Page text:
Regardless of your stance on EU, regardless of your political inclination or your feeling of being in a majority or minority, we now need to move on.
We need to dig deep, and focus on the good things. We need to move beyond the pain of nearly and start in this new space of uncertainty, accepting uncertainty as certain – and accepting that 4% is 4%.
Cue Nina Simone – “Feeling Good” – and understanding that the wounds of the street fight of the past week may take some time to get over… But here is a start.
Birds flyin’ high, you know how I feel
Sun in the sky, you know how I feel
Breeze driftin’ on by, you know how I feel
It’s a new dawn, it’s a new day, it’s a new life for me.
Yeah, it’s a new dawn, it’s a new day, it’s a new life for me, ooooooooh…
And I’m feelin’ good.
Fish in the sea, you know how I feel
River runnin’ free, you know how I feel
Blossom on the tree, you know how I feel
It’s a new dawn, it’s a new day, it’s a new life for me,
And I’m feelin’ good
Dragonfly out in the sun, you know what I mean, don’t you know,
Butterflies all havin’ fun, you know what I mean.
Sleep in peace when day is done: that’s what I mean,
And this old world is a new world and a bold world for me…
Stars when you shine, you know how I feel
Scent of the pine, you know how I feel
Yeah, freedom is mine, and I know how I feel..
It’s a new dawn, it’s a new day, it’s a new life for me
And I’m feelin’… good.
It is now time to move on – accepting that uncertainty is the only certainty we have and that democracy is the only way to move forward.
In the 80s, I spent some time in the middle east travelling – it was the done thing at that time. Staple diet was generally street food consisting of cheap pizza or more often, felafel with salad and humous in a pitta bread. It did the job, gave me sustenance and provided me with the energy to get through the day. The mass produced fry up created memories as the taste was unique to me and memories of that place frequently flood back as I visit street food outlets that seem to becoming more popular in the UK.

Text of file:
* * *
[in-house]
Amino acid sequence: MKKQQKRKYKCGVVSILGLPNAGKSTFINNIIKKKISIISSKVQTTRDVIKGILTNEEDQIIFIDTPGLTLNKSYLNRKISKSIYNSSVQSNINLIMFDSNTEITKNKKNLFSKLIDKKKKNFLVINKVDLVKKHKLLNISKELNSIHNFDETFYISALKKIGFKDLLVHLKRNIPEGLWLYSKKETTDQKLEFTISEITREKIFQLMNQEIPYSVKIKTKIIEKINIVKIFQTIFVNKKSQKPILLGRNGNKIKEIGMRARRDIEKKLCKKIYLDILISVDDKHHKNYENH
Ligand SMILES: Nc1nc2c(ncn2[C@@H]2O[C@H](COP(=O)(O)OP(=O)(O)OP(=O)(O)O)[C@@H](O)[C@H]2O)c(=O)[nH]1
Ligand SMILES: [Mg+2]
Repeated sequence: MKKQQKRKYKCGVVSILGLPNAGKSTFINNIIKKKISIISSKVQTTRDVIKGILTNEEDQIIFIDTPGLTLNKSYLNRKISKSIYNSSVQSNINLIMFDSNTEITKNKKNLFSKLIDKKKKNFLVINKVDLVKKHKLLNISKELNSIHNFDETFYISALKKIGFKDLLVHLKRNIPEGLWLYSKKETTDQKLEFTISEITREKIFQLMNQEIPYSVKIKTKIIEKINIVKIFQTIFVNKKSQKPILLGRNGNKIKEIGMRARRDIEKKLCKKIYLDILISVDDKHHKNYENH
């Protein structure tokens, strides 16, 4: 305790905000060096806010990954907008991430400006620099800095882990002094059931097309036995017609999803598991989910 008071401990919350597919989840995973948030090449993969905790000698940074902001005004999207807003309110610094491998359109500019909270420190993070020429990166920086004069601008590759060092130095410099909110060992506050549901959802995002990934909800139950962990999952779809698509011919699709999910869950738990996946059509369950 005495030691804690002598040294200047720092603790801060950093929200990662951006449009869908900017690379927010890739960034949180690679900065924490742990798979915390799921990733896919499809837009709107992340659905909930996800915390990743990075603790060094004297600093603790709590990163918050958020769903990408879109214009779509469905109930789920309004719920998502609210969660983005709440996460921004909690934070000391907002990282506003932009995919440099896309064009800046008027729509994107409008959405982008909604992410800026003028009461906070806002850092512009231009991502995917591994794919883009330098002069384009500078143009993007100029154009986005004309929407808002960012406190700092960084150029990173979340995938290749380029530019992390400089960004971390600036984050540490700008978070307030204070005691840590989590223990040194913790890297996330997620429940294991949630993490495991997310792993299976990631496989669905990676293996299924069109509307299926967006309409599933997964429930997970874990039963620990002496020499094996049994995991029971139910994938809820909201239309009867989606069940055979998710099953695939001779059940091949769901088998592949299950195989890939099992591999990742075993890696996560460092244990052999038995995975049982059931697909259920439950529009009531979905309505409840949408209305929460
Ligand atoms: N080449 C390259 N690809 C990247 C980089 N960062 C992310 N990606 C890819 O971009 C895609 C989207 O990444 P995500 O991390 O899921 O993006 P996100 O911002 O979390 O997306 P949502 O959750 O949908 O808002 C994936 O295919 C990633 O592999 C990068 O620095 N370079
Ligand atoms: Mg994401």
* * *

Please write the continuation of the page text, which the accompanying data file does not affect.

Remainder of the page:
If I want to spend more time enjoying nuances of different taste, this generally means taking more time and more likely costing slightly more than a felafel. Each dish has been crafted by a chef, and the experience enhanced by what is in the garden at that time. Time is spent being looked after by a good waiter or waitress creating experiences worthy of memory.
I chose what to put on my lunch table dependant of many factors. Is it to be special, is it a quick sustenance fix, is the location special, is there anything else that I dont know about, what memories do I want to take with me, is it a healthy balance, is it appropriate for what I need right now, do I want to experience something different etc? All of which are fine dependant on what I need at that time.
Sometimes I need to think about a quick snack, at other times I have time to experiment and really discover something special.
This reasoning can be applied to the work and voluntary life that I lead.
My role is to create a lasting experience for the people that I work with on different shaped interventions, by creating a unique blend of learning based on what is relevant for them at that time. The challenge of course, is that sometimes people want a golden bullet to solve all their problems and are not willing to give the time, effort and investment to deliver it. Similar to the expert chef, those that are good in my area, train for years, are not frightened to experiment with new ideas that could stretch and deliver even better output and thrive on delivering that great experience – but this comes with caveats.
My experience in the middle east does not lend me to remember the precise name or location of the street vendors that sold me food – the experience was adequate.
My world – I work with people that I agree to that want to self select to be the best.
My choice – and a great lunch table to be serving and eating at.